Research into the sophisticated malware used to hack into hotels where Iran nuclear talks took place has found it took advantage of digital credentials stolen from the world's top contract electronics maker Foxconn.
Russian security company Kaspersky Lab said its researchers learned that the Duqu 2.0 malware had redirected traffic by using a legitimate digital certificate from Taiwan's Foxconn.
Foxconn customers have included many of the world's biggest electronic vendors, including Apple, Blackberry, Google, Huawei and Microsoft.
Kaspersky revealed its initial findings in a report last week, in which it said it found the virus in conferencing equipment at three European hotels used in the P5+1 talks involving Iran and six world powers, among other targets.
Digital certificates are the credentials which identify legitimate computers on a network and authenticate and encrypt their traffic.
They act as the basis of e-commerce and other largely automated transactions on the web.
In recent years, cyberspies have begun to exploit stolen certificates to trick machines into thinking malicious software comes from legitimate computers, an escalation posing a grave threat to business done over the internet, security experts say.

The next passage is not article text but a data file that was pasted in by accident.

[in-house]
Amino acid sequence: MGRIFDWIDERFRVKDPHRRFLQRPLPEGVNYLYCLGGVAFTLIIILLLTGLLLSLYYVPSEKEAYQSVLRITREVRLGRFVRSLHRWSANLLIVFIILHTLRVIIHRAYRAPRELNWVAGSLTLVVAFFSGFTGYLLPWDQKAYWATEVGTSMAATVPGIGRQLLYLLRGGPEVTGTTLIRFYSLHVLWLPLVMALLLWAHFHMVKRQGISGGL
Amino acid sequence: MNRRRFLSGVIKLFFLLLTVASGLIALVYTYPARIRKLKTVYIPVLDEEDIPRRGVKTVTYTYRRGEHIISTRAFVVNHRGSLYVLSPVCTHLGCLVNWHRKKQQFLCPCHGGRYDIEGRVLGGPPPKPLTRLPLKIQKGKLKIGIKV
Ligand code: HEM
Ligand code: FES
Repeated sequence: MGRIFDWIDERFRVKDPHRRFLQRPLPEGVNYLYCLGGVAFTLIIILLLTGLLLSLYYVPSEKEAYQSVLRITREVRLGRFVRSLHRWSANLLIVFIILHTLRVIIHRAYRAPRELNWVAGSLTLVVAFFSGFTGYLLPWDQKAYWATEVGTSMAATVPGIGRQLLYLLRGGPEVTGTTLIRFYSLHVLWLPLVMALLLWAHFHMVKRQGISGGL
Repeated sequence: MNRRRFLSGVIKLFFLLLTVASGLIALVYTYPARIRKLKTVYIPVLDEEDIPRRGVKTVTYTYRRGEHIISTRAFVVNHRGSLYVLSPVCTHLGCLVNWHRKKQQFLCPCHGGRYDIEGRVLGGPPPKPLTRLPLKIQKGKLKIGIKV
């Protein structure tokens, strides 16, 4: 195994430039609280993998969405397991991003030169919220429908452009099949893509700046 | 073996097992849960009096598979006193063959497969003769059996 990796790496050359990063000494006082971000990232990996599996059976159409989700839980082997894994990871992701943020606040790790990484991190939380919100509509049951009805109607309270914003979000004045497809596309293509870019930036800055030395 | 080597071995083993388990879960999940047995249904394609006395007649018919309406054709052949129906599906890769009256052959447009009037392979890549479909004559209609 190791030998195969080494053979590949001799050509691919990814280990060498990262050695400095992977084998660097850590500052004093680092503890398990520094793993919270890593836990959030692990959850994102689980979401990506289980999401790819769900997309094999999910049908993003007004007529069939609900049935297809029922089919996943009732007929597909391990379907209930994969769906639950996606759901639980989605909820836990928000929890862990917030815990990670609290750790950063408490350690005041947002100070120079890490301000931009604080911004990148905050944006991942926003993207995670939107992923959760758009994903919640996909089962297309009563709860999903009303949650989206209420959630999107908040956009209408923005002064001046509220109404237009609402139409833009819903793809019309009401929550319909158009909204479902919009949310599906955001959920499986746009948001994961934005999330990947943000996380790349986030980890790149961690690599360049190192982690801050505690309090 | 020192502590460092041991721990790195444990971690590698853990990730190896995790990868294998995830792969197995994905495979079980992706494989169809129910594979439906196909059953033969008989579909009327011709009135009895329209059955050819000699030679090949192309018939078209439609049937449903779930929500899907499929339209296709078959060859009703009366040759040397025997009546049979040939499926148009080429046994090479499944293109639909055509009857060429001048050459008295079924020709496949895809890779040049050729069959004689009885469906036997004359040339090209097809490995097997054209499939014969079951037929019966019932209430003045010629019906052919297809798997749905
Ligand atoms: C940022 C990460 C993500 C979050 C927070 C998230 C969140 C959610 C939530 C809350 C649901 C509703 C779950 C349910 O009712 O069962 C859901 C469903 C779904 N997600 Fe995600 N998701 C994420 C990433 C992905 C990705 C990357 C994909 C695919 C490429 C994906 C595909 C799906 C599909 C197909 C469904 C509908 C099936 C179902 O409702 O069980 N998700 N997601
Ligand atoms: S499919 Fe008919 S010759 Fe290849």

The P5+1 group of six world powers have been negotiating with Iran on curbs to the country's controversial nuclear program and include the United States, Russia, China, Britain, France and Germany.
The on-again, off-again series of talks to reach a comprehensive nuclear deal with Iran have been held in Geneva, Lausanne, Montreux, Munich and Vienna since last year.
Both Kaspersky and security company Symantec said the malware shared some programming with previously discovered espionage software called Duqu, which security experts believe to have been developed by Israelis.
Israel, which has strongly opposed the powers' diplomatic opening to its arch-enemy Iran, denied any connection with the malware.
Symantec and Kaspersky analysts have said there was overlap between Duqu and Stuxnet, a US-Israeli project that sabotaged Iran's nuclear programme in 2009-10 by destroying a thousand or more centrifuges that were enriching uranium.
The Stuxnet malware took advantage of stolen digital certificates from two other major Taiwanese companies, JMicron Technology and Realtek Semiconductor, Kaspersky said in a report it published in 2010.
"Duqu attackers are the only ones who have access to these certificates, which strengthens the theory they hacked the hardware manufacturers in order to get these certificates," Kaspersky said in a summary of its report this week.
Kaspersky said it had notified Foxconn of the stolen credentials. Foxconn was not immediately available to comment on steps it has taken to secure its systems.
Last week, Kaspersky said Duqu 2.0 had evolved from the earlier Duqu, which had been deployed against unidentified targets for years before it was discovered in 2011.
It said Duqu 2.0 used three previously unknown flaws in Microsoft software to infect machines, for which the software giant subsequently released patches to fix. The attack left almost no traces.
Kaspersky was itself victim of the Duqu 2.0 malware. The security vendor discovered in early 2015 that several of its internal systems had been compromised by the Duqu 2.0 advanced persistent threat.